Last week, I wrote briefly about two Chicana teachers, Socorro Gomez-Potter and Yolanda Almaraz Esquivel. This week, as I read through these oral history interviews conducted by Garcia, I thought about the nature of archives and their historic lack of representation for women and especially women of color. These “missing voices” are problematic in archives, and Garcia’s collection serves as a partial remedy to this issue.
Both women attended California State University San Bernardino to receive advanced degrees in education and were two of just 21 ethnic Mexican students on campus. They returned to the Coachella Valley area to become teachers. They were advocates for bilingual education and student rights. This advocacy was often met with discrimination and even physical assault. When Yolanda witnessed a white teacher assault a student on several occasions, she confronted the teacher and was then physically assaulted herself. Unfortunately, the district chose to cover up this incident so Yolanda, Socorro, and their allies organized protests, encouraged parents to boycott the school, and participated in a student walkout on April 8, 1976.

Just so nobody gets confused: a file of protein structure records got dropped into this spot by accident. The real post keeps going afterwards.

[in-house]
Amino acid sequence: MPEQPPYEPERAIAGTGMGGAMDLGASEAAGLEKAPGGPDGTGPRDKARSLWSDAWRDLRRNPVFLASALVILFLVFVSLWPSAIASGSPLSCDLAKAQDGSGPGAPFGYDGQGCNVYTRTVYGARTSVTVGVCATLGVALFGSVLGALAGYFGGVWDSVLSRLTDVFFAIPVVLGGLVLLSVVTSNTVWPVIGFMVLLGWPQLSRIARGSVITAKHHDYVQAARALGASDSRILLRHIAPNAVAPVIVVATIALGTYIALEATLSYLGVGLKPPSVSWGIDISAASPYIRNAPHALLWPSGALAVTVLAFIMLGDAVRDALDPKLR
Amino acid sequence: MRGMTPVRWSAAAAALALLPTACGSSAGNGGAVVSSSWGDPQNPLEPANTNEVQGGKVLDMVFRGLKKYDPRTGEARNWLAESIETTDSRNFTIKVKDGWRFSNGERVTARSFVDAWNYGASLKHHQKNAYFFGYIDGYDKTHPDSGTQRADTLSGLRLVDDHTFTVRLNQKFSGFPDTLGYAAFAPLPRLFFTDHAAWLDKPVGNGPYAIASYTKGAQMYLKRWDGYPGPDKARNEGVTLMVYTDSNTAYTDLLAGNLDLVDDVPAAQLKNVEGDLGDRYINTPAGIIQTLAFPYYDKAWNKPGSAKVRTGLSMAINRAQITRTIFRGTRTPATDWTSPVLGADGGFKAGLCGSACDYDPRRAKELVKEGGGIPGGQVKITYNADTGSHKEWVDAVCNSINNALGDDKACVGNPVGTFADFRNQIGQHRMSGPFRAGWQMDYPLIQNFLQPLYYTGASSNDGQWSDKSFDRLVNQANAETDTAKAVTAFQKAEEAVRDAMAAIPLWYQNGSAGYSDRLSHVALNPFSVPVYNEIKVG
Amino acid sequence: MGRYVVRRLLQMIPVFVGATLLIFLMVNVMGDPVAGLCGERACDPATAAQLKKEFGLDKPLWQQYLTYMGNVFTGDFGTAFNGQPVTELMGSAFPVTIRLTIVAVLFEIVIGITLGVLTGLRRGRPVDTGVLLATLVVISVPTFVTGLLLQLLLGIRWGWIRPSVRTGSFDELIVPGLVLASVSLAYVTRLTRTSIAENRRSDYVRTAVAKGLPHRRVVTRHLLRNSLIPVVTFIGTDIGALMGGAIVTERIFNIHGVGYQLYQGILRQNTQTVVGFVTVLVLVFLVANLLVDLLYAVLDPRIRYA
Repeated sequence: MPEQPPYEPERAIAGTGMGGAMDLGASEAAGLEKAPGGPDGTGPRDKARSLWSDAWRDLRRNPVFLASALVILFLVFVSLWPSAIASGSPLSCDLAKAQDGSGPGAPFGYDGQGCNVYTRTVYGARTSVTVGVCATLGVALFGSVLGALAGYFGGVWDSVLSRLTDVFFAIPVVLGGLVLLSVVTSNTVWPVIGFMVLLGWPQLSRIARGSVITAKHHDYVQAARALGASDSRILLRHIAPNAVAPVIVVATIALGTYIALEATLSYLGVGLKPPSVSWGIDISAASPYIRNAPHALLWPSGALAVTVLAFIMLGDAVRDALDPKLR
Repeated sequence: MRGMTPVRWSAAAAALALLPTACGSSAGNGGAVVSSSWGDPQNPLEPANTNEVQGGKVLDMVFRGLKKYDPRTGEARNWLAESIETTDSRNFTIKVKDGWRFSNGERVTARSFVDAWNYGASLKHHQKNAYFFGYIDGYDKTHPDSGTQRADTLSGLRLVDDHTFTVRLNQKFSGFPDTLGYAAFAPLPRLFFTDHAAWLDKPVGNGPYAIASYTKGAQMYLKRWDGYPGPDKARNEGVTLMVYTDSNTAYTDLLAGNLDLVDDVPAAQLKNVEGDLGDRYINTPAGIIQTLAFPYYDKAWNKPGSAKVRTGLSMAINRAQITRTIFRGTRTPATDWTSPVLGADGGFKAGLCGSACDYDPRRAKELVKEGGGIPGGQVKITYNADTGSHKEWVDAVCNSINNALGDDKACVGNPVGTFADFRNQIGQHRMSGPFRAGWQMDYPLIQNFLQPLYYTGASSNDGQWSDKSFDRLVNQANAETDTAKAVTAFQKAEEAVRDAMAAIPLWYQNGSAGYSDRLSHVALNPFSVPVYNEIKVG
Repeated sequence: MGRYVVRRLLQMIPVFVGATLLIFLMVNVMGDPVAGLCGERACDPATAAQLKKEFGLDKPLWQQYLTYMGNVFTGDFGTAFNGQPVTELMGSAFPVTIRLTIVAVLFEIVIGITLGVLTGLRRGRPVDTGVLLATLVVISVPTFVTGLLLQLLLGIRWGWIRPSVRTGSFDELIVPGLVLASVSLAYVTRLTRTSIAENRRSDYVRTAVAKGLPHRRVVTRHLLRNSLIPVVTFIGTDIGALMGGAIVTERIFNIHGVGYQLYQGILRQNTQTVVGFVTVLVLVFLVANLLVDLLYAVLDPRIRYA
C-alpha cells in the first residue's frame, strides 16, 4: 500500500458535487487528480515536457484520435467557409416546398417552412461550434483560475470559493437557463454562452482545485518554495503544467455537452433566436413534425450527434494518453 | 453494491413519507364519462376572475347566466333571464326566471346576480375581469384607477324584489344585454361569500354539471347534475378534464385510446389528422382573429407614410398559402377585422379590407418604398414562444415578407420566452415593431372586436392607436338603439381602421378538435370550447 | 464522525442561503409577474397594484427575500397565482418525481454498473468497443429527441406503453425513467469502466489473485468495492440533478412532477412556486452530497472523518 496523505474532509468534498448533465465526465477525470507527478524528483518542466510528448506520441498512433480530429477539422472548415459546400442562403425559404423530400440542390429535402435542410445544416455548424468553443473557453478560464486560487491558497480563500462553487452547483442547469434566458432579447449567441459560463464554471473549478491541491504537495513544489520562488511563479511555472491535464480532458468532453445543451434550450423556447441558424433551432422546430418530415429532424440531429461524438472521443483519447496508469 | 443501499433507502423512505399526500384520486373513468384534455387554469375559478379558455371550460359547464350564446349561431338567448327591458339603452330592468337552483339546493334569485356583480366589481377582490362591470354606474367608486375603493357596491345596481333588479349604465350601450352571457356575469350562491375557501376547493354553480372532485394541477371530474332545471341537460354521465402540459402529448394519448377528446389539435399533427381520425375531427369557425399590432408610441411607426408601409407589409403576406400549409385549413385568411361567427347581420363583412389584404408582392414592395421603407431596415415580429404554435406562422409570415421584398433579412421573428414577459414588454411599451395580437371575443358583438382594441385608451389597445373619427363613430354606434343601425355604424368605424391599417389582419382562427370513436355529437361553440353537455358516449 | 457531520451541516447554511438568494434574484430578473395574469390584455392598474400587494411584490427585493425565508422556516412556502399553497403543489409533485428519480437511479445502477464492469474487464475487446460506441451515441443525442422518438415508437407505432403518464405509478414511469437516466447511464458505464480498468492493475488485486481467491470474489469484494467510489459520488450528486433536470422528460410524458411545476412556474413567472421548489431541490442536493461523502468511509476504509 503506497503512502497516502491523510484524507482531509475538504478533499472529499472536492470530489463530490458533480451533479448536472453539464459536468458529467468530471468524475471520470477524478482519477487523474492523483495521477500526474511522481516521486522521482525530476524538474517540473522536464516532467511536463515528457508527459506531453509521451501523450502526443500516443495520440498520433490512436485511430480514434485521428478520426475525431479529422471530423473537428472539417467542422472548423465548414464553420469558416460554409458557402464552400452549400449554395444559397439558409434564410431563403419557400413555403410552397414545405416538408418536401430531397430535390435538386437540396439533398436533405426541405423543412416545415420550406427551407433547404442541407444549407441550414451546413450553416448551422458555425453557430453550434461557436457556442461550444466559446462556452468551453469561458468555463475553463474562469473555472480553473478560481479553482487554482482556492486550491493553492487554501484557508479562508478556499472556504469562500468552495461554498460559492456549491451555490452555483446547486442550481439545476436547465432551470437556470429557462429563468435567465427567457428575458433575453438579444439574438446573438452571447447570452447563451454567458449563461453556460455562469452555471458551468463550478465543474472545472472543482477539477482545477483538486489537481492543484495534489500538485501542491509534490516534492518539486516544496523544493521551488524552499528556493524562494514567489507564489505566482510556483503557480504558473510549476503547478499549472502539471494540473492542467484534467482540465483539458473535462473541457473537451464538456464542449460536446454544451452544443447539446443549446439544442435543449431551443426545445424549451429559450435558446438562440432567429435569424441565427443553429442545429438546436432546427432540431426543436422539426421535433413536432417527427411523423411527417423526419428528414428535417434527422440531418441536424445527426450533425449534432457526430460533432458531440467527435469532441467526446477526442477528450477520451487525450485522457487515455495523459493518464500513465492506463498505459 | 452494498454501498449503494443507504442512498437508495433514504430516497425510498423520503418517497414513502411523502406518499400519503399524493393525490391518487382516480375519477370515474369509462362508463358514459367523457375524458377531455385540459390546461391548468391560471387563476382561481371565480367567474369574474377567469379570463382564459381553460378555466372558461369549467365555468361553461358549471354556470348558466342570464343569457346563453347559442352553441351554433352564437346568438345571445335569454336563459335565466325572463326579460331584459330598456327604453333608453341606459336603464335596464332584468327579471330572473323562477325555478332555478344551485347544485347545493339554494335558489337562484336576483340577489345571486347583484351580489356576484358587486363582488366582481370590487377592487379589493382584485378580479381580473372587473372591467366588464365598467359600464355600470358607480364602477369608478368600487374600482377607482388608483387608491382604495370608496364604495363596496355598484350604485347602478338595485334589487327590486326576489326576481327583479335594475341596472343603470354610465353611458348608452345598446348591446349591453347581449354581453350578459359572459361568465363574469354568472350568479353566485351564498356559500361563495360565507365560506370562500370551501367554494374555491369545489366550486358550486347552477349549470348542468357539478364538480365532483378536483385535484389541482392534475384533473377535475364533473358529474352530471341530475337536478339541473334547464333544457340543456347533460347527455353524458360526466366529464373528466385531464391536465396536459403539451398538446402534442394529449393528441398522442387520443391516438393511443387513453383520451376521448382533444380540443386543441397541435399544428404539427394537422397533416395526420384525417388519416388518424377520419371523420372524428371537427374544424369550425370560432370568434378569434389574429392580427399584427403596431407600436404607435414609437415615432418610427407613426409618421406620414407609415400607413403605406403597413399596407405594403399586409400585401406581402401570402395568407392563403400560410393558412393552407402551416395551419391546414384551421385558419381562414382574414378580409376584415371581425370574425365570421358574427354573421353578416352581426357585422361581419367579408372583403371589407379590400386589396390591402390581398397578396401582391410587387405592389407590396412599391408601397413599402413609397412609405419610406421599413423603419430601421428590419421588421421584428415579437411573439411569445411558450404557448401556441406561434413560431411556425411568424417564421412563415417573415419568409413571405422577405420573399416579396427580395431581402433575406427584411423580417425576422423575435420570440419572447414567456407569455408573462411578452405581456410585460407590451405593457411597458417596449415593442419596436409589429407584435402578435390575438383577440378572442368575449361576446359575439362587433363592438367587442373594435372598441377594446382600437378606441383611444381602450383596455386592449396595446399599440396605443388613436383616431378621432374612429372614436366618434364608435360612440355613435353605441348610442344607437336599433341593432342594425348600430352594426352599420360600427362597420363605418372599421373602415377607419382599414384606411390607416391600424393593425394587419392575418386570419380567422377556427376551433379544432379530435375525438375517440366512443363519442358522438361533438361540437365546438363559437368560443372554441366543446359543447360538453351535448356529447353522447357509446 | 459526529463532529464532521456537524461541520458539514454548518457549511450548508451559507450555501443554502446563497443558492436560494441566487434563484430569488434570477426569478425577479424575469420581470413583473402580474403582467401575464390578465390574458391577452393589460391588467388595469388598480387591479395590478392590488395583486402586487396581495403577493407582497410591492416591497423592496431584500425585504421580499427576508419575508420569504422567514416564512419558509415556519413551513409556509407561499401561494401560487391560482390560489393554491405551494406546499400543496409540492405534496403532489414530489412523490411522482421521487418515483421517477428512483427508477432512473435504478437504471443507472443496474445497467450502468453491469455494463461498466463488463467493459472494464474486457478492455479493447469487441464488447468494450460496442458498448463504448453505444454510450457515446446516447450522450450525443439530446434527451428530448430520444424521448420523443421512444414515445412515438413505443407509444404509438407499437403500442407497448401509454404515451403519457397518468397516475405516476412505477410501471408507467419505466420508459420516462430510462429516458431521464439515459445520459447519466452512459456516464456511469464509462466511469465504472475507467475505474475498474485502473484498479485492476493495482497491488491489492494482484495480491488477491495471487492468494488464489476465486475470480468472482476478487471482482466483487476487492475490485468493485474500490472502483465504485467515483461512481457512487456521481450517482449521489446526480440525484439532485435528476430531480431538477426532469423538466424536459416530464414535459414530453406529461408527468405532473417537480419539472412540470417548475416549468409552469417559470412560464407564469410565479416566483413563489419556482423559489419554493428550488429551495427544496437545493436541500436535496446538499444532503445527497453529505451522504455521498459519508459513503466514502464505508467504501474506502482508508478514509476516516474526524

Ultimately, they were reassigned to non-teaching roles. Their devotion made an impact, however, as the Coachella Valley District implemented bilingual education soon after, and the teacher accused of assault was “encouraged to retire.” Through Garcia’s research and oral history interviews, the stories of these brave Chicana women can now be heard and made available to researchers. The “missing voices” are no longer missing in this case. But, of course, there is still much work to be done.